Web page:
The H-1B visa program underwent some changes this week, and it shows one place where President Trump has an opportunity to get it right in his reelection bid.
The Departments of Labor and Homeland Security unveiled the new H-1B work visa guidelines on Tuesday which, in all likelihood, will result in more rejected visa requests.
New requirements from the Department of Labor require companies to pay entry-level workers in the 45th percentile of their profession’s salary, rather than the 17th. For high-skill labor, it rises to the 95th percentile from the 67th percentile. Additionally, the Department of Homeland Security’s rules include limiting the “specialty occupations” H-1B visa holders qualify for, requiring proof that the visa applicant has a college degree in the field they want to work in, and limiting workers hired via third-party firms to one-year work authorizations, down from three years.
There are many issues with the H-1B visa program, but that last provision especially looks to be a winning issue for the Trump administration: tackling outsourcing.
Yes, the H-1B visa program brings people into the United States to work. However, firms like Infosys and Tata Consultancy Services oftentimes use the program in a way it is not intended. They will bring people from, say, India into the country to train for a job — but the goal is not for that worker to stay and work in the U.S. Rather, the Indian workers take that knowledge, go back home, and either do that job in their country for lower wages or train other people to do the job. You might know it better as outsourcing. The Americans who trained those Indian workers had to train their foreign replacement. Companies also sometimes have cheaper foreign replacements work in the U.S. without intending to outsource.
Our country loses an estimated 300,000 jobs a year due to outsourcing. The obvious reason for it is cheap labor. The average IT worker in India, for example, makes the equivalent of $6.65 an hour. Americans don’t like that. In 2016, a poll from Pew Research found that 80% of people thought that outsourcing hurt workers in this country while only 15% said that it helped.
Surely, large companies benefit from that system, and economics books may chalk it up as comparative advantage, but the people who lose their jobs are not better off at home collecting unemployment.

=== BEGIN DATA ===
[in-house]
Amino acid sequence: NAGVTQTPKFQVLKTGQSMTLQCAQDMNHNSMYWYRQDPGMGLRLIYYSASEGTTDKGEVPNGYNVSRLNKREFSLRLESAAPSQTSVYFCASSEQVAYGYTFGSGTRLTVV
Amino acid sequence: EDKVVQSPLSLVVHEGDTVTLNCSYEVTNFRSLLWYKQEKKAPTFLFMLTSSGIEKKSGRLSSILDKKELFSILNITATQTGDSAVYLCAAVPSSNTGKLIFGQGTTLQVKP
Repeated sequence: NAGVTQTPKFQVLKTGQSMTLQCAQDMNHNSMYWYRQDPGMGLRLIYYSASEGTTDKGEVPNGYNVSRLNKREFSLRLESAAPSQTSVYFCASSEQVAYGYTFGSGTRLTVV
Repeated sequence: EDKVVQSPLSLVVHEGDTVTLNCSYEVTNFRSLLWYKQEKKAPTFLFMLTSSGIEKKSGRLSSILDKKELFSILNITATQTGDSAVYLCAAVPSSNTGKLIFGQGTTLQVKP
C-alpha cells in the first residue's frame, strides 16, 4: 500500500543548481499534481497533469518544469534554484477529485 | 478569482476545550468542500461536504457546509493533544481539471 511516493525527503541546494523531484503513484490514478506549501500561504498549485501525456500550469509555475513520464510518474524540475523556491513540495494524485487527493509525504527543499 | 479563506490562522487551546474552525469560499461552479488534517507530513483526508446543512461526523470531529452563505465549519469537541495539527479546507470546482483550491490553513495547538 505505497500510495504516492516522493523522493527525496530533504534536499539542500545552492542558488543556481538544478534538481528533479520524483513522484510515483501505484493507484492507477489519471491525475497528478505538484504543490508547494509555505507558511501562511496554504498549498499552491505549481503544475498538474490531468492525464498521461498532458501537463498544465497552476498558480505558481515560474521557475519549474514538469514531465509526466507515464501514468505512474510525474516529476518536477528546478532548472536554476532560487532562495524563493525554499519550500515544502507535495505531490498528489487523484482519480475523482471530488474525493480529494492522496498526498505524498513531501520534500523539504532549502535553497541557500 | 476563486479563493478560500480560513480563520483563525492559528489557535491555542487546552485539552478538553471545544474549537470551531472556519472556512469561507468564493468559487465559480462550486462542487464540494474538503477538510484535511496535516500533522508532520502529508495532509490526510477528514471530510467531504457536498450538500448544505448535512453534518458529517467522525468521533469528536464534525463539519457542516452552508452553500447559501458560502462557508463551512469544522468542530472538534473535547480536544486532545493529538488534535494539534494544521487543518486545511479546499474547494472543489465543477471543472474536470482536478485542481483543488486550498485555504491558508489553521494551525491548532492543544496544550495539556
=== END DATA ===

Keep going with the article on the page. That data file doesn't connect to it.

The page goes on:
That’s important for Trump to remember, along with the words from his inauguration speech.
“From this day forward, a new vision will govern our land,” he said. “From this moment on, it’s going to be America First. Every decision on trade, on taxes, on immigration, on foreign affairs, will be made to benefit American workers and American families. We must protect our borders from the ravages of other countries making our products, stealing our companies, and destroying our jobs. Protection will lead to great prosperity and strength. I will fight for you with every breath in my body — and I will never, ever let you down.”
When there is such an overwhelming dislike for outsourcing jobs among voters, and Joe Biden wants to loosen restrictions on the H-1B visa program, Trump has a clear path to go all-in against it and push for stricter H-1B reforms.
Additionally, Trump could make a populist appeal against other parts of the H-1B program at a time when the country has a high unemployment rate. When 74% of STEM majors with college degrees don’t work in their fields, according to the Census Bureau, it’s hard to make the case that there is some huge need for foreign labor to fill entry-level jobs. Many of these jobs are not exactly going to the best and brightest. After all, 40% of them are entry-level positions. And there is evidence that they depress wages for American workers. Part of the issue is that not only do H-1B workers increase the labor pool, but they also cannot transfer their visas from one company to another and therefore have virtually no leverage over employers.
People want well-paying jobs and to not lose those jobs. While protecting low-wage earners from an influx of illegal immigrant labor understandably takes priority, Trump should also take the opportunity to curry favor with college graduates. After all, he will need to win the college-educated white vote to win another term.
Tom Joyce (@TomJoyceSports) is a freelance writer who has been published in USA Today, the Boston Globe, Newsday, ESPN, the Detroit Free Press, the Pittsburgh Post-Gazette, the Federalist, and a number of other media outlets.
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